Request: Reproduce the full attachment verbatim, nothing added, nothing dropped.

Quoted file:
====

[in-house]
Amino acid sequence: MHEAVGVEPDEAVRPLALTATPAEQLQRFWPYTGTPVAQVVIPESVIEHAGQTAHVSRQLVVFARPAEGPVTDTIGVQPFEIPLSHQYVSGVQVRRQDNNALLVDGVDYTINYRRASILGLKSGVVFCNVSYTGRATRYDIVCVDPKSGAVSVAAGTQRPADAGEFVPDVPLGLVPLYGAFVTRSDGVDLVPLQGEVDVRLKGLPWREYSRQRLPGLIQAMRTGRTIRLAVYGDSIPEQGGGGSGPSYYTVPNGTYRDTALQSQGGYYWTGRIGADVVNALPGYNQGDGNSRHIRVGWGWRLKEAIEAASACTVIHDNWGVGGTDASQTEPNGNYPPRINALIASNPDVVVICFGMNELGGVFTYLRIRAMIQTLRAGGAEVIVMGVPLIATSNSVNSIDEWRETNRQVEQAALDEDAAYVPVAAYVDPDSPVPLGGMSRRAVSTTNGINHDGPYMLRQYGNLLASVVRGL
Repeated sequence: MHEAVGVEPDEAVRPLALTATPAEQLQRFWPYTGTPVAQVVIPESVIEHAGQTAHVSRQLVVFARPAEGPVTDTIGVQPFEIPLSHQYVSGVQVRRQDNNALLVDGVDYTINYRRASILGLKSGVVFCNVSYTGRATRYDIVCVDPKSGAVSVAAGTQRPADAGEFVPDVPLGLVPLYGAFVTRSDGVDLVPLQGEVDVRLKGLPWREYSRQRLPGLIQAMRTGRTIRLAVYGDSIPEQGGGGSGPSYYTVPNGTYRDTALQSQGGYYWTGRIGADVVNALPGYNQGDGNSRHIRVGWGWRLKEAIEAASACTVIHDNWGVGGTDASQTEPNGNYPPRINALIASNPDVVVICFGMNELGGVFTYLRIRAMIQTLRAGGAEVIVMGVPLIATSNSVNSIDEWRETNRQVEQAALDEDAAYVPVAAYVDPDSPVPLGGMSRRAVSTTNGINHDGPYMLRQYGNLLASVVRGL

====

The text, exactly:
[in-house]
Amino acid sequence: MHEAVGVEPDEAVRPLALTATPAEQLQRFWPYTGTPVAQVVIPESVIEHAGQTAHVSRQLVVFARPAEGPVTDTIGVQPFEIPLSHQYVSGVQVRRQDNNALLVDGVDYTINYRRASILGLKSGVVFCNVSYTGRATRYDIVCVDPKSGAVSVAAGTQRPADAGEFVPDVPLGLVPLYGAFVTRSDGVDLVPLQGEVDVRLKGLPWREYSRQRLPGLIQAMRTGRTIRLAVYGDSIPEQGGGGSGPSYYTVPNGTYRDTALQSQGGYYWTGRIGADVVNALPGYNQGDGNSRHIRVGWGWRLKEAIEAASACTVIHDNWGVGGTDASQTEPNGNYPPRINALIASNPDVVVICFGMNELGGVFTYLRIRAMIQTLRAGGAEVIVMGVPLIATSNSVNSIDEWRETNRQVEQAALDEDAAYVPVAAYVDPDSPVPLGGMSRRAVSTTNGINHDGPYMLRQYGNLLASVVRGL
Repeated sequence: MHEAVGVEPDEAVRPLALTATPAEQLQRFWPYTGTPVAQVVIPESVIEHAGQTAHVSRQLVVFARPAEGPVTDTIGVQPFEIPLSHQYVSGVQVRRQDNNALLVDGVDYTINYRRASILGLKSGVVFCNVSYTGRATRYDIVCVDPKSGAVSVAAGTQRPADAGEFVPDVPLGLVPLYGAFVTRSDGVDLVPLQGEVDVRLKGLPWREYSRQRLPGLIQAMRTGRTIRLAVYGDSIPEQGGGGSGPSYYTVPNGTYRDTALQSQGGYYWTGRIGADVVNALPGYNQGDGNSRHIRVGWGWRLKEAIEAASACTVIHDNWGVGGTDASQTEPNGNYPPRINALIASNPDVVVICFGMNELGGVFTYLRIRAMIQTLRAGGAEVIVMGVPLIATSNSVNSIDEWRETNRQVEQAALDEDAAYVPVAAYVDPDSPVPLGGMSRRAVSTTNGINHDGPYMLRQYGNLLASVVRGL